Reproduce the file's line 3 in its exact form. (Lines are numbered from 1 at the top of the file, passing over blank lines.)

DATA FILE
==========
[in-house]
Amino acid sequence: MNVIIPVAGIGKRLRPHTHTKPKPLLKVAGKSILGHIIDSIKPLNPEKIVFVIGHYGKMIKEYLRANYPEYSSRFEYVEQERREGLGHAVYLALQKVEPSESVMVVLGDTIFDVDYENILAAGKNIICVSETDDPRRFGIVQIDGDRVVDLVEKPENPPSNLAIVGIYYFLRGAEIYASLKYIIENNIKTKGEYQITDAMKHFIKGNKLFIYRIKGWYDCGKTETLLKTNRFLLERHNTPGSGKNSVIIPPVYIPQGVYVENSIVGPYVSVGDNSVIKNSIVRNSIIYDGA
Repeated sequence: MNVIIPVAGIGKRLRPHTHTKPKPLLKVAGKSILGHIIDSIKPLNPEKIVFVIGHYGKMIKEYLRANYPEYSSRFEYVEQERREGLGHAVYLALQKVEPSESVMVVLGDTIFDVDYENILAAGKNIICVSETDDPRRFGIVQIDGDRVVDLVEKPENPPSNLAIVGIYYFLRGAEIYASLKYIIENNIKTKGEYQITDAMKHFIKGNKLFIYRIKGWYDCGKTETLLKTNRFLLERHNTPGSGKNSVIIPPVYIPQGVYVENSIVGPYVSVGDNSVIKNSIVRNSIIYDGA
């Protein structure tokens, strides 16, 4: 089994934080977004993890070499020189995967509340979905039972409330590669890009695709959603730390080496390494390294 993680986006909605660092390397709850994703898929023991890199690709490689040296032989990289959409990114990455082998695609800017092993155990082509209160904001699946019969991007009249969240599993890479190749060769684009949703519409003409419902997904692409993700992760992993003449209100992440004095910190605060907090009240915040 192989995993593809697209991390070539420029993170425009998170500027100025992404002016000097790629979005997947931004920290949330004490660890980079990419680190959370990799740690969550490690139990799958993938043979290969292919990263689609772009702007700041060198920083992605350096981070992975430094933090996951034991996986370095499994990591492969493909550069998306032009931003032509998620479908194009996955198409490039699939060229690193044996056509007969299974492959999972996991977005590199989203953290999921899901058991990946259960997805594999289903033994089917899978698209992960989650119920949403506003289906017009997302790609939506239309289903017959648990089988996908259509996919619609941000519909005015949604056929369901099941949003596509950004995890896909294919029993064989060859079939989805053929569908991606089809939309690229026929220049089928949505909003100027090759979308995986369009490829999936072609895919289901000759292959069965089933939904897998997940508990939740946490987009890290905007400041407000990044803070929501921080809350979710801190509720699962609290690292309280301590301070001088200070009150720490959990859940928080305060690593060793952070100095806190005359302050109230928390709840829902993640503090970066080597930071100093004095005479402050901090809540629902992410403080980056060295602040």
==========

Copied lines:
Repeated sequence: MNVIIPVAGIGKRLRPHTHTKPKPLLKVAGKSILGHIIDSIKPLNPEKIVFVIGHYGKMIKEYLRANYPEYSSRFEYVEQERREGLGHAVYLALQKVEPSESVMVVLGDTIFDVDYENILAAGKNIICVSETDDPRRFGIVQIDGDRVVDLVEKPENPPSNLAIVGIYYFLRGAEIYASLKYIIENNIKTKGEYQITDAMKHFIKGNKLFIYRIKGWYDCGKTETLLKTNRFLLERHNTPGSGKNSVIIPPVYIPQGVYVENSIVGPYVSVGDNSVIKNSIVRNSIIYDGA